Feedgrounds are expected to increase spread compared to an unconcentrated herd like that in Rocky Mountain National Park. “We hypothesize that this higher density [on the National Elk Refuge and state feedgrounds] would lead to elevated rates of disease transmission on the refuge, increasing impacts on abundance,” the paper states.

Game and Fish deals with numerous influences on the Jackson herd, including declining calf ratios from segments of the herd that live in areas with abundant predators, Brimeyer said.

“We started reducing hunter opportunities in area 79,” north of Jackson in recent years, he said, citing one example of the necessary flexibility with hunting seasons. Today there is no hunting in that area at all.

But it’s likely too soon to change Jackson herd elk hunting regulations based on CWD worries, Brimeyer said. The issue will “probably not” be a factor in the setting of hunting seasons next year, he said.

Angus M. Thuermer Jr. is the natural resources reporter for WyoFile. He is a veteran Wyoming reporter and editor with more than 35 years experience in Wyoming. Contact him at or (307)...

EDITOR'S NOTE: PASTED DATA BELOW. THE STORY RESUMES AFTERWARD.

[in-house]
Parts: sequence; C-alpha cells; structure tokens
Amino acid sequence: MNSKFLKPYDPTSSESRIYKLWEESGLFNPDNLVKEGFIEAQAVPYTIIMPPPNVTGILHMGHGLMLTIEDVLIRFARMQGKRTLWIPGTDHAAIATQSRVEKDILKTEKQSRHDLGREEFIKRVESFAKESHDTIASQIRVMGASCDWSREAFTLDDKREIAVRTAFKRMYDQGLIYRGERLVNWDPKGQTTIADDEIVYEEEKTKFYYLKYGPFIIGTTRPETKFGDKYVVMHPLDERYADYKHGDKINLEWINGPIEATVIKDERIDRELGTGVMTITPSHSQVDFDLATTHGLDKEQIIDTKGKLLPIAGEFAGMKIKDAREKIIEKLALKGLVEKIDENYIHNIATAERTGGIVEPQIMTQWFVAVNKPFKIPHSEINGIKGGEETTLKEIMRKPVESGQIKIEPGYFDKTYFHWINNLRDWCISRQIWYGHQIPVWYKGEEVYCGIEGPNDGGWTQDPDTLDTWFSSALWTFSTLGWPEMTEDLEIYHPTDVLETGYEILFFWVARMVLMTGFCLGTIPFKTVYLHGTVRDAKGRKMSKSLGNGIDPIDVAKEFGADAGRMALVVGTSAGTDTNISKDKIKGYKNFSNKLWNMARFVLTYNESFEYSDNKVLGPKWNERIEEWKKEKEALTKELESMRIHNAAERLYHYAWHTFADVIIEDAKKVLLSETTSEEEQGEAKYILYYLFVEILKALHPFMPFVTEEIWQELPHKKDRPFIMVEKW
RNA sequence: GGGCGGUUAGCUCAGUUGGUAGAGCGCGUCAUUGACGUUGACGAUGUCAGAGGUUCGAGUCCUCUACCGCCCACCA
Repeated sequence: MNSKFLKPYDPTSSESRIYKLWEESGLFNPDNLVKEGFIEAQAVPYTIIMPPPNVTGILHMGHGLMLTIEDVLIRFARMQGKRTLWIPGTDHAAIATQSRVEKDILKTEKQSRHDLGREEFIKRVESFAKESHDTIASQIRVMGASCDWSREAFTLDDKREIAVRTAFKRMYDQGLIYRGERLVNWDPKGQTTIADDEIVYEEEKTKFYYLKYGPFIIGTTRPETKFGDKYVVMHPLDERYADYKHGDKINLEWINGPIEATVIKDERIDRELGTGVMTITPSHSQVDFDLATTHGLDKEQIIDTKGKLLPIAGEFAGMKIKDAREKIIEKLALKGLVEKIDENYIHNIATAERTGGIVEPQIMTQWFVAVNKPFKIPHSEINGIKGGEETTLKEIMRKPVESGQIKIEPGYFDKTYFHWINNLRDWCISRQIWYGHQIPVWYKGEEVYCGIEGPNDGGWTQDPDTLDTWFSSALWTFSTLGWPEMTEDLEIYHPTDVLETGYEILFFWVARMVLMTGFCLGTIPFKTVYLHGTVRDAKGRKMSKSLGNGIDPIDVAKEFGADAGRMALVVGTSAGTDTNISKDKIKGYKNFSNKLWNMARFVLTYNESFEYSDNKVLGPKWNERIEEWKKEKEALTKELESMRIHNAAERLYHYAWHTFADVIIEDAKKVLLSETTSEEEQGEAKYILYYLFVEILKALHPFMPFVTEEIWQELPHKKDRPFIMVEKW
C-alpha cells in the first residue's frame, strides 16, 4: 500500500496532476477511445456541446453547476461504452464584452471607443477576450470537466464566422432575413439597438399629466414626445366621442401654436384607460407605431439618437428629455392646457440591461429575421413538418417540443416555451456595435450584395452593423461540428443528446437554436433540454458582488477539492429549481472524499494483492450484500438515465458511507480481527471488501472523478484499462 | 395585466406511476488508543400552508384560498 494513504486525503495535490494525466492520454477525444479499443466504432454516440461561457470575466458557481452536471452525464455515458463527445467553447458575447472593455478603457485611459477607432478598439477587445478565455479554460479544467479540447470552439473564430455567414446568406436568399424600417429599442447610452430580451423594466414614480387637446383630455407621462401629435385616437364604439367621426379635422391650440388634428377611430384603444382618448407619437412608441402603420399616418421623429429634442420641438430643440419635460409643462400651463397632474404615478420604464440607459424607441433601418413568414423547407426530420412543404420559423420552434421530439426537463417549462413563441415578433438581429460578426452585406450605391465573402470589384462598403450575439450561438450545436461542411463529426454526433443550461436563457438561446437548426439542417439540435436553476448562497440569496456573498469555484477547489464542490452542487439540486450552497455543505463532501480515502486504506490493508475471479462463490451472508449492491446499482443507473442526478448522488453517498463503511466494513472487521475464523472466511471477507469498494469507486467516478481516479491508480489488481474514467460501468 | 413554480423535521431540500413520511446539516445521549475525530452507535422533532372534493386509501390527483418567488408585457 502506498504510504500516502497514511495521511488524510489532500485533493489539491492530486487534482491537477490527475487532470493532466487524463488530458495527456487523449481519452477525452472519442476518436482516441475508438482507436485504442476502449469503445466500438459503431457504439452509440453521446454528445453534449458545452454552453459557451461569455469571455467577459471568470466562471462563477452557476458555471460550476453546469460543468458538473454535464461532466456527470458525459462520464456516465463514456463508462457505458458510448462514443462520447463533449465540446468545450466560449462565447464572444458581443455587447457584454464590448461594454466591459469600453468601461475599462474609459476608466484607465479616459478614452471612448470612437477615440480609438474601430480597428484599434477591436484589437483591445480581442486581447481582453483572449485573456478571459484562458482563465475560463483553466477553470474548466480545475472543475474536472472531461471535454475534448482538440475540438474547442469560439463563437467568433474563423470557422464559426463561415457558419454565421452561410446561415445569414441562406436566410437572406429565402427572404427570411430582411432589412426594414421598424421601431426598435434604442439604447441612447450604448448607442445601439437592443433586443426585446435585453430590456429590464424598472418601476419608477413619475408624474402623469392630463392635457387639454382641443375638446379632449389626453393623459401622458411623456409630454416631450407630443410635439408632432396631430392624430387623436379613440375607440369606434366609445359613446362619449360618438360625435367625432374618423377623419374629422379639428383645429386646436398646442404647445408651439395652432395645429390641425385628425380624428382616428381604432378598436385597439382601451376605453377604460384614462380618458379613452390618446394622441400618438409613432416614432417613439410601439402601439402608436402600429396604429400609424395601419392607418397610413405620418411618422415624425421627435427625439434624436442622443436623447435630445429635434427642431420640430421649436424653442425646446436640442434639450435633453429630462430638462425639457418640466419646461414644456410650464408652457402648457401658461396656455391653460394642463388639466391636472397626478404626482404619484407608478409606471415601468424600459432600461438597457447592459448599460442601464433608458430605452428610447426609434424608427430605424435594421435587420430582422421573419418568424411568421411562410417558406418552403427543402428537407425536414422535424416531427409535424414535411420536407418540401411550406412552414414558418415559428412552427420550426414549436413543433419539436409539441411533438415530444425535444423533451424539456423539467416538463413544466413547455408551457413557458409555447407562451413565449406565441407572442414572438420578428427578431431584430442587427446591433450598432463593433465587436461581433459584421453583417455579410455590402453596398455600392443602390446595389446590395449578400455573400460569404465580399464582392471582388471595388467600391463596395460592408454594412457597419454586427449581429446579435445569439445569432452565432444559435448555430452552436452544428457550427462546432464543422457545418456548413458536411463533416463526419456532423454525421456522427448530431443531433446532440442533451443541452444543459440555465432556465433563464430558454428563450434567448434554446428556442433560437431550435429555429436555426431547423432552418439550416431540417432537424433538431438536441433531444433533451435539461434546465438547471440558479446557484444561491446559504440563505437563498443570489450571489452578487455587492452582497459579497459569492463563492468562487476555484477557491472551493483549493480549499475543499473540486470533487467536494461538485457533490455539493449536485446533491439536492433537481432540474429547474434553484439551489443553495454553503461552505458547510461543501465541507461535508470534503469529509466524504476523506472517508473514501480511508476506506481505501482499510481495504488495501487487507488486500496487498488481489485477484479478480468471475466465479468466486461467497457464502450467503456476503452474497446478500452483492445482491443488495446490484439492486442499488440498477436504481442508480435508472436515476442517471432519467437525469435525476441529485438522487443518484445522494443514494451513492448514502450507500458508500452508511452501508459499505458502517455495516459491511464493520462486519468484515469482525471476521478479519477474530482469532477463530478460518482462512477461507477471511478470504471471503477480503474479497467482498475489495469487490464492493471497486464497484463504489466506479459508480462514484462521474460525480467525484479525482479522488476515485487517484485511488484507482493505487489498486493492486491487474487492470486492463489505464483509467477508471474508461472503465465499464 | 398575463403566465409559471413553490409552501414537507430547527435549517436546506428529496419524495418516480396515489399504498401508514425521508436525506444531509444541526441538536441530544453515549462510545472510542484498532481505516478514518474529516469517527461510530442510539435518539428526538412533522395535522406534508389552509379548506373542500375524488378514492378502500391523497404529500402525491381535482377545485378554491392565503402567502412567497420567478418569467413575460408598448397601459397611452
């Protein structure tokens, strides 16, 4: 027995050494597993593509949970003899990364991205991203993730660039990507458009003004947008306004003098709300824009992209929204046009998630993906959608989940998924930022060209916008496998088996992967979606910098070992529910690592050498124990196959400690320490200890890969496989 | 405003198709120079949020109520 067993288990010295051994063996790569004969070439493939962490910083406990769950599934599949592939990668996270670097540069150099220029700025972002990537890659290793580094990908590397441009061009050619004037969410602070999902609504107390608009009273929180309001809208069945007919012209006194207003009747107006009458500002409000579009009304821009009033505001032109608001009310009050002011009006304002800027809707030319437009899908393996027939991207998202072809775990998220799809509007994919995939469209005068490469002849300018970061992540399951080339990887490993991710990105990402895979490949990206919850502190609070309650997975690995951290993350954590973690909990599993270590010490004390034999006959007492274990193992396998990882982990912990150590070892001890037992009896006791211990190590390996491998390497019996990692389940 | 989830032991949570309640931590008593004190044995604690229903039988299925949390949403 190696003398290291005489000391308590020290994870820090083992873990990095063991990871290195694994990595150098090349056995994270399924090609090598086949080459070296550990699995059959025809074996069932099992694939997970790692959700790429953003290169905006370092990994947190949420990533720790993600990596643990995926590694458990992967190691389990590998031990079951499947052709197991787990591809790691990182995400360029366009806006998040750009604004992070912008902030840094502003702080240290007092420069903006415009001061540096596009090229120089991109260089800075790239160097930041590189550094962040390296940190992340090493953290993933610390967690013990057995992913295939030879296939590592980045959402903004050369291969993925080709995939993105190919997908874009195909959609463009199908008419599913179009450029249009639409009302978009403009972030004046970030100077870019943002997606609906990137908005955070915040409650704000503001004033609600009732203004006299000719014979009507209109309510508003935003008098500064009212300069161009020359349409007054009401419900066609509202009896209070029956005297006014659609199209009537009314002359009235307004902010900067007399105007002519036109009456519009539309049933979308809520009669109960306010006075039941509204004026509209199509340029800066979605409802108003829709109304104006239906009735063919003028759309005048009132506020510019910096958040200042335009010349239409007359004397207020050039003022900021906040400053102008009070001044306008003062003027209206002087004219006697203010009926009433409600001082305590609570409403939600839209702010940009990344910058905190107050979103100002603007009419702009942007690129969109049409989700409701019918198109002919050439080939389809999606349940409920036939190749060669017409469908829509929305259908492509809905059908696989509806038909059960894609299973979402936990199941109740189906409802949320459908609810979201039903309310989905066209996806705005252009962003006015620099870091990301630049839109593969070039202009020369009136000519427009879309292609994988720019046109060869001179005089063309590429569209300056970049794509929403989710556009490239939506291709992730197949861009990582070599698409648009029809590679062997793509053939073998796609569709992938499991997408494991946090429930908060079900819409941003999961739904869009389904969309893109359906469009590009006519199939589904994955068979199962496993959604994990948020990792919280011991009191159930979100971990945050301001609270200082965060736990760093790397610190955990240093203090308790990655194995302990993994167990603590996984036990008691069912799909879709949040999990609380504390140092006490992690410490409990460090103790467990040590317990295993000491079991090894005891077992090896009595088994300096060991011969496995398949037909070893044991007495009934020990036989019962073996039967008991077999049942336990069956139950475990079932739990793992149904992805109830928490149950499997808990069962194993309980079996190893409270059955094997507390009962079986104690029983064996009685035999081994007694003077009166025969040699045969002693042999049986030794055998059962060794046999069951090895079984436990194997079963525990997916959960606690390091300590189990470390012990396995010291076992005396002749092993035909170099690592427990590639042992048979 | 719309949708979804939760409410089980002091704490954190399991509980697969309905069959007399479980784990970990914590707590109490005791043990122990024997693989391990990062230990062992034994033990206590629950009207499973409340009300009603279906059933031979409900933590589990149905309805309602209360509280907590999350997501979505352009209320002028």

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  1. While the killing of wolves is now full steam ahead outside of YNP- particularly on the Montana border. A very poor record of conservation. A healthy wolf population would cull these out. We are headed the wrong direction.

  2. Elk are going to get CWD irregardless of the feeding grounds they are a herd animal and stay in groups all the time even if migration routes could allow them to winter further south they would still become infected ,why don’t you find alternative winter ranges for them to survive instead of concentrating your energy to closing down the feed grounds if you think that’s the problem !

    1. Natural elk herds are infinitely smaller than herds of elk that sit on feedgrounds, and elk move around a lot. A big part of what makes CWD dangerous is that the prions can survive in the soil for dozens if not hundreds of years.

      On the wintering grounds, what are you proposing? Is there a whole bunch of productive vacant land thats not been decimated by cattle, that we can just somehow convince the elk to go to?